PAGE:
Jun-20-2014

Local links: Beach Chalet, Marla Bakery opens, Sushi Wako, tree planting & more


Inside the new Marla Bakery on outer Balboa

Happy Friday to everyone! Here are some local links to dance you into the weekend…

  • Marla Bakery is finally open at 3619 Balboa near 37th Avenue. The Chronicle says it “will be open as a cafe all day and serve breakfast, lunch and dinner most weeknights, and brunch weekends, along with a Sunday supper that will happen at one long table, with a prix-fixe menu and wine pairings.” Stop in and welcome them to the neighborhood!
  • Just when you thought the debate over the artificial turf fields at Beach Chalet was done… In the upcoming November election, it’s likely that voters will be faced with two dueling ballot measures. One from a group of environmentalists, neighbors and others that want to prohibit artificial turf and field lights at Beach Chalet, and another measure from the city that is designed to override the opponents’ measure. The opponents of the fields have until July 7 to get the 9,702 valid signatures they need to qualify for the ballot.
  • Friends of the Urban Forest are planning another tree planting event in the Richmond District in August. If you’re interested in planting a tree in front of your property, the deadline to apply is July 16. Get all the details here
  • A new sushi spot is open at 211 Clement Street called Sushi Wako. They remodeled a former sushi spot and expanded into the space next door, resulting in a lovely rebuild. According to their website, Wako, which means “Japanese Fragrance” was started by two chef buddies. Reviews on Yelp so far are very good with one reviewer writing, “I have a feeling this place is going to be packed once the word gets out. So shhh…keep it down.” Oops, sorry. :)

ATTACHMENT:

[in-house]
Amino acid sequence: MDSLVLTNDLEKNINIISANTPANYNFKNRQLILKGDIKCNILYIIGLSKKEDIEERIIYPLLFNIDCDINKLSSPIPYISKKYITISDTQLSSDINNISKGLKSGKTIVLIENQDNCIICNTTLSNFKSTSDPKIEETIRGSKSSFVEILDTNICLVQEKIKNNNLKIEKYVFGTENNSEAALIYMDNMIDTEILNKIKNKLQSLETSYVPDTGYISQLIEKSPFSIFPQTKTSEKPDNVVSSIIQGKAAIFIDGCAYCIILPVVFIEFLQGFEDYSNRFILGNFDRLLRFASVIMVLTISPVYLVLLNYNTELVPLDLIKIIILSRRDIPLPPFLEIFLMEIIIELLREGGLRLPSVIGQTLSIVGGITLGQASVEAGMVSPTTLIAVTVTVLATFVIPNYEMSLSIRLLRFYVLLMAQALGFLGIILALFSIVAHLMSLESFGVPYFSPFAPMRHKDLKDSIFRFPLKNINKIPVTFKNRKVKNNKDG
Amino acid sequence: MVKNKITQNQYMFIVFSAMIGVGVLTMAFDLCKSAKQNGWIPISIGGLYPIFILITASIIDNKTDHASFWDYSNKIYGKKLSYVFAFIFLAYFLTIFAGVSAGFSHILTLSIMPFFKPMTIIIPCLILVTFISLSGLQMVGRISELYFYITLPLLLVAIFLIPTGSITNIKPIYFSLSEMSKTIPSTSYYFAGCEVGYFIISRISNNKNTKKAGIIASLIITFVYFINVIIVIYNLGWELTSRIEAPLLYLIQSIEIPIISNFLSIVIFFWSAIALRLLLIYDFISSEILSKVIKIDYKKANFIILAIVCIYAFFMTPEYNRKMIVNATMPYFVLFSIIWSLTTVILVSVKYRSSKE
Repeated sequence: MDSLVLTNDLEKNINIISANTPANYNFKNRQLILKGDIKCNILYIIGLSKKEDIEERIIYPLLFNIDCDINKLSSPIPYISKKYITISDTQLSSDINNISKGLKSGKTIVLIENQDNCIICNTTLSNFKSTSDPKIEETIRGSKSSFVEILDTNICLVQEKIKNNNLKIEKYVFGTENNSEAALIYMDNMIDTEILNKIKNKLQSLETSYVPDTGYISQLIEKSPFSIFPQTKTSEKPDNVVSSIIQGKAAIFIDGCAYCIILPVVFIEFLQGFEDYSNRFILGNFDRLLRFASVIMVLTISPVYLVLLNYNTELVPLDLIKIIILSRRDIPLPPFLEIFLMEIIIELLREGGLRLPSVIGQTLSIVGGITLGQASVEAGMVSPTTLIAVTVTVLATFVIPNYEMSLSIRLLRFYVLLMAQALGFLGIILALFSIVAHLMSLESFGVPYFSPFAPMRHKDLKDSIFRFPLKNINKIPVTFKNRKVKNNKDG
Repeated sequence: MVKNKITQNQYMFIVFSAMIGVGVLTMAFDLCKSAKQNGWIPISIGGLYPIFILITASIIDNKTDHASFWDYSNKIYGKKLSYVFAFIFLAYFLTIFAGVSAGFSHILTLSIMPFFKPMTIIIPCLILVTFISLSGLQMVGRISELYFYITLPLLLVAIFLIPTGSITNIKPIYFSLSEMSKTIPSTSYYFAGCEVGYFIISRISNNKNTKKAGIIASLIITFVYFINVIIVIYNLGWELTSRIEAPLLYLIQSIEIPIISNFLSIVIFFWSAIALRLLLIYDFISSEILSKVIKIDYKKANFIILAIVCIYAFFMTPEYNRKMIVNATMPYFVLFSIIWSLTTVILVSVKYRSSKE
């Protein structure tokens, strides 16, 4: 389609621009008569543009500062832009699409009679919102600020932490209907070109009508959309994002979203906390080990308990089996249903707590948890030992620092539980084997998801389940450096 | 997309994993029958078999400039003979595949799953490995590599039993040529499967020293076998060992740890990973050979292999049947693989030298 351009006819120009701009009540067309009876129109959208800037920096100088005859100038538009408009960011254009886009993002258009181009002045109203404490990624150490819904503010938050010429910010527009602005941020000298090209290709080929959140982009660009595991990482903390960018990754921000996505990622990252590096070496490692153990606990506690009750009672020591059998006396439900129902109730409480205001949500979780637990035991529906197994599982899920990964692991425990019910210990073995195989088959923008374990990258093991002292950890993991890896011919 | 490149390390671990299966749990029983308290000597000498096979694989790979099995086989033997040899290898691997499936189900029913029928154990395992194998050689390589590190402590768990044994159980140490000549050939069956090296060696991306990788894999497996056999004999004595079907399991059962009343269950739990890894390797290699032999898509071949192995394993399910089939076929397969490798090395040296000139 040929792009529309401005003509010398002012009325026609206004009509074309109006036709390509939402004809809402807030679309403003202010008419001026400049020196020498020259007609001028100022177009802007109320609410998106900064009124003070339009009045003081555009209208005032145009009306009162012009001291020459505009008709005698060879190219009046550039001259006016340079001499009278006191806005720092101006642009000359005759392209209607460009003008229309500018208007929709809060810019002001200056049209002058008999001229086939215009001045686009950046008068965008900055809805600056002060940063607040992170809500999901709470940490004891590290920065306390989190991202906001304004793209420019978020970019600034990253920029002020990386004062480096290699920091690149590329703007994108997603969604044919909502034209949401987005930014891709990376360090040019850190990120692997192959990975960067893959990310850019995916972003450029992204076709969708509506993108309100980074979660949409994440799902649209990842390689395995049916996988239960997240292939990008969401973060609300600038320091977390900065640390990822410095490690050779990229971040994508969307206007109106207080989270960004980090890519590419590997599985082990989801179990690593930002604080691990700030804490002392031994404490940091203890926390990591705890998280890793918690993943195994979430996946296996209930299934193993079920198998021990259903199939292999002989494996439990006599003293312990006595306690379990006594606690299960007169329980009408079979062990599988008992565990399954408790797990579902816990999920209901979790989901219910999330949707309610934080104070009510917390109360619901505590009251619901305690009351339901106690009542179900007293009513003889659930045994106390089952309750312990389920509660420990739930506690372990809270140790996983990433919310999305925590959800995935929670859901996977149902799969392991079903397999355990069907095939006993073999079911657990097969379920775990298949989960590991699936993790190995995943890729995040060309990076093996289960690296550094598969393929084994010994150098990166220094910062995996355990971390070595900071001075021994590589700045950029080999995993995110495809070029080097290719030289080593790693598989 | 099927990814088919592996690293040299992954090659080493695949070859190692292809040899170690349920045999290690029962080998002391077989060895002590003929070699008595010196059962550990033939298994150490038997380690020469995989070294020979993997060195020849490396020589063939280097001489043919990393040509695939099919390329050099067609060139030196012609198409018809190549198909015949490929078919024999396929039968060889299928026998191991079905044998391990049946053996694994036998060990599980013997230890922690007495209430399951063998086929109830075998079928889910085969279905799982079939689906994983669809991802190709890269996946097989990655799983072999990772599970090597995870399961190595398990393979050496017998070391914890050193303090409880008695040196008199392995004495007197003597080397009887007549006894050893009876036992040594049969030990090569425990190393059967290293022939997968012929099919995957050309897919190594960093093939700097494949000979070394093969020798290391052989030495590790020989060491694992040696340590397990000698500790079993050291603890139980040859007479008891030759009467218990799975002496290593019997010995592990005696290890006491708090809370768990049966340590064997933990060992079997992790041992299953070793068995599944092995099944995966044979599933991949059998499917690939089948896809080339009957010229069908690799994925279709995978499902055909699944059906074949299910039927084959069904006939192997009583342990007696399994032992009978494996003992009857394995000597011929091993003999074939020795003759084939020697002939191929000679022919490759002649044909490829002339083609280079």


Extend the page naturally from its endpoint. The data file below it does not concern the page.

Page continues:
• Into Playland history? Author James Smith, whose latest book “San Francisco’s Playland at the Beach: The Golden Years” recently came out, will be speaking at the Sunset Branch Library (1305 18th Avenue) next Tuesday, June 24 at 7pm. Smith will speak and show photos from his latest book which is an illustrated history of the much-loved park from 1940 until its closing in 1972. We’ve got the book, it’s snazzy.
  • There’s a poignant piece about a duck needing a mate at Mountain Lake Park. “But duck does not live by bread alone. Duck should not, in fact and in the natural state of things, live alone. And Musco is all alone. I am on a one-woman campaign to find him a Muscovy mate.”
5:03 am | Posted under Food, Golden Gate Park, History, Politics, Shopping | Add comments
Jun-16-2014

Photo: California Street, 1908


Raised Frame Houses on California Street Between 17th and 18th Avenues | July 20, 1908. Courtesy of SFMTA Archives

The Western Neighborhoods Project sent this pic our way. It shows California Street near 17th Avenue in 1908, just two years after the big quake.

The structure in the foreground of the photo is an Earthquake Refugee Cottage or “earthquake shack” as they’re often called. Some residents re-purposed them into homes after they were used to house quake refugees between 1906 and 1908 at camps throughout the city. This one was probably moved from the Camp 25 (Camp Richmond) refugee camp that spanned Park Presidio (photo below).

Now if we could figure out if this is looking east or west, we’d post a “today” photo to compare it to… [Update: John Freeman confirmed the photo is looking east, so photo from today is posted below]

Sarah B.


The “today” shot looking east on California at 18th Avenue. Wonder if those are the
same utility poles that were there in the 1908 photo?